Sea levels are rising, and that will bring profound flood risks to large parts of the Gulf and Atlantic coasts over the next three decades.
A new report led by scientists at the National Oceanic and Atmospheric Administration warns that the U.S. should prepare for 10-12 inches of relative sea level rise on average in the next 30 years. The rise is due to both sinking land and global warming. And given the greenhouse emissions released so far, the country is unlikely to be able to avoid it.
That much sea level rise means cities like Miami that see nuisance flooding during high tides today will experience more damaging floods by midcentury. Nationally, the report expects moderate coastal flooding will occur 10 times as often by 2050. Without significant adaptations, high tides will more frequently pour into streets and disrupt coastal infrastructure, including ports that are essential for supply chains and the economy.
The higher ocean will also bring seawater farther inland. By the end of the century, an average of 2 feet of sea level rise or more is likely, depending on how much the world its cuts greenhouse gas emissions.
As a geoscientist, I study sea level rise and the effects of climate change. Here’s a quick explanation of two main ways global warming is affecting ocean levels and their threat to the coasts.
Ocean Thermal Expansion
As greenhouse gases from fossil fuel use and other human activities accumulate in the atmosphere, they trap energy that would otherwise escape into space. That energy causes average global surface temperatures to rise, especially the upper layers of the ocean.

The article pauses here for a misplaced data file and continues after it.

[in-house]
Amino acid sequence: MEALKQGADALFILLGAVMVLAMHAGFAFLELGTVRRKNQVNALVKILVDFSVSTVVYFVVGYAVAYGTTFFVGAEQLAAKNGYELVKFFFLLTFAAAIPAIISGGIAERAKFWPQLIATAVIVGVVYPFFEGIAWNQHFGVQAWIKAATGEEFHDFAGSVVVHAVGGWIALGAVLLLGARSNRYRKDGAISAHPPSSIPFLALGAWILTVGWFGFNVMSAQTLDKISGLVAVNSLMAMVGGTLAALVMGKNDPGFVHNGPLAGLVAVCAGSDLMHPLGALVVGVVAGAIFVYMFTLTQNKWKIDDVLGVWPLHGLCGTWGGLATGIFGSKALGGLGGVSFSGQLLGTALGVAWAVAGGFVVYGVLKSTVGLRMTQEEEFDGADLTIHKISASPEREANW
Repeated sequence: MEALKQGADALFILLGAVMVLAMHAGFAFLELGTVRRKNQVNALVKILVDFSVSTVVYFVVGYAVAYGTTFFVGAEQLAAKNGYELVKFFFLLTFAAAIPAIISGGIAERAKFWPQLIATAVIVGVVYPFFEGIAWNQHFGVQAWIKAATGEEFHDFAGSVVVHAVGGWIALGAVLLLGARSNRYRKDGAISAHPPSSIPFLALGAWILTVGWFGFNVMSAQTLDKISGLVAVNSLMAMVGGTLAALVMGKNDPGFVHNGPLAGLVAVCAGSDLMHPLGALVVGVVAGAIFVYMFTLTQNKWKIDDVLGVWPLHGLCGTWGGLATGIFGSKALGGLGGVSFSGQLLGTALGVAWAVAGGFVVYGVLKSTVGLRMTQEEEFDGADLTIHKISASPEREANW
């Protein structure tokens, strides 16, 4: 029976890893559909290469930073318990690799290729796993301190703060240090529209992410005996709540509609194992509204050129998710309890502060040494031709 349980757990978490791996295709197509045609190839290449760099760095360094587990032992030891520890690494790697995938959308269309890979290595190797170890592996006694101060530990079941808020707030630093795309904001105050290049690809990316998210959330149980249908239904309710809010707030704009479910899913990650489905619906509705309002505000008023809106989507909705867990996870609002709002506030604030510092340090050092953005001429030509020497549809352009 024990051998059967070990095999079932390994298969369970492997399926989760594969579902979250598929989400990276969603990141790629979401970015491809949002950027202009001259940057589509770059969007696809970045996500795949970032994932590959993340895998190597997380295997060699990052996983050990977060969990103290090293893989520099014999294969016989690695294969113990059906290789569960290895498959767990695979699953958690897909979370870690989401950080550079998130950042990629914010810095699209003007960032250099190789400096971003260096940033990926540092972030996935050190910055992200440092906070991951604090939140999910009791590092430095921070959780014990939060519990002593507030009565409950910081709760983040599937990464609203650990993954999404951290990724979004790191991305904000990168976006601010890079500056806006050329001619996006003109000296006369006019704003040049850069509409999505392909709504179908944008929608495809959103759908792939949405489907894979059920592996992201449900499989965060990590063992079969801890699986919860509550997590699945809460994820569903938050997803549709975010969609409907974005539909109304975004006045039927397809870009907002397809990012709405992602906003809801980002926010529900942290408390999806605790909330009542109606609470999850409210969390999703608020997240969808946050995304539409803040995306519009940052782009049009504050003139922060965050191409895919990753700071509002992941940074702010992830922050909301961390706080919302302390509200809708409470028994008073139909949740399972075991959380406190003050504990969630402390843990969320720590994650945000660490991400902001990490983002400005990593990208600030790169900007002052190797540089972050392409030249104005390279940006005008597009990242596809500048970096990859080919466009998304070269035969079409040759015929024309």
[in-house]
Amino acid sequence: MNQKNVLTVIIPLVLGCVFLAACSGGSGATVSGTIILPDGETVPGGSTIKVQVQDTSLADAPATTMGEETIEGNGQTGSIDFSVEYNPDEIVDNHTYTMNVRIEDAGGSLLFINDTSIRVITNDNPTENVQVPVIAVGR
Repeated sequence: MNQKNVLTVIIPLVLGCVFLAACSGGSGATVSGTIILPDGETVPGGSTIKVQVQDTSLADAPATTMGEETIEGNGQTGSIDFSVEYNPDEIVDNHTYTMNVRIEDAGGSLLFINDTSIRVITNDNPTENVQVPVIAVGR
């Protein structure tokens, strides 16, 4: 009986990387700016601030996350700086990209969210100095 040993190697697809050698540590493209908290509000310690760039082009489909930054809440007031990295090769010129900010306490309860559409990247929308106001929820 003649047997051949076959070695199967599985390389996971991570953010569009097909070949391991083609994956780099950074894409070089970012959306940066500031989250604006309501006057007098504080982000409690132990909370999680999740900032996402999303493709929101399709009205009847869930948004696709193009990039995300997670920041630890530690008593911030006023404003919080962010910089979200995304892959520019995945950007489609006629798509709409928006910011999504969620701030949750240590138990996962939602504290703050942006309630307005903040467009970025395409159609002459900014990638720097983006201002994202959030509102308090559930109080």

Thermal expansion happens when the ocean heats up. The heat causes sea water molecules to move slightly farther apart, taking up more space. The result is the ocean rises higher, flooding more land.
Over the past several decades, about 40% of global sea level rise has been due to the effect of thermal expansion. The ocean, which covers about two-thirds of the Earth’s surface, has been absorbing and storing more than 90% of the excess heat added to the climate system due to greenhouse gas emissions.
Melting Land Ice
The other major factor in rising sea levels is melting land ice. Mountain glaciers and polar ice sheets are diminishing at rates faster than natural systems can replace them.
When land ice melts, that meltwater eventually flows into the ocean, adding new quantities of water to the ocean and increasing the total ocean mass.
About 50% of global sea level rise was induced by land ice melt during the past several decades.
Currently, the polar ice sheets in Greenland and Antarctica hold enough frozen waters that if they melted completely, it would raise the global sea level by up to 200 feet, or 60-70 meters – about the height of the Statue of Liberty.
Climate change is melting sea ice as well. However, because this ice already floats at the ocean’s surface and displaces a certain amount of liquid water below, this melting does not contribute to sea level rise.
Risk Will Keep Rising Long After Emissions Stabilize
While the surface height of the ocean rises globally as the planet warms, the impact is not the same for every coastal region. The rate of rise can be several times faster in some places due to unique local conditions, such as shifts in ocean circulation or the subsidence of the land.
The U.S. East Coast and Gulf Coast, for example, face risks above the average, according to the new report, while the West Coast and Hawaii are projected to be lower than average.
Nearly 4 in 10 U.S. residents live near a coastline, and a large part of the U.S. economy is there, as well.
Even when greenhouse gas emissions eventually fall, sea level will keep rising for centuries because the massive ice sheets in Greenland and Antarctica will continue to melt and take a very long time to reach a new equilibrium. A 2021 report from the Intergovernmental Panel on Climate Change shows the excess heat already in the climate system has locked in the current rates of thermal expansion and land ice melt for at least the next few decades.
Republished with permission from The Conversation, by Jianjun Yin, Associate Professor of Geoscience, University of Arizona
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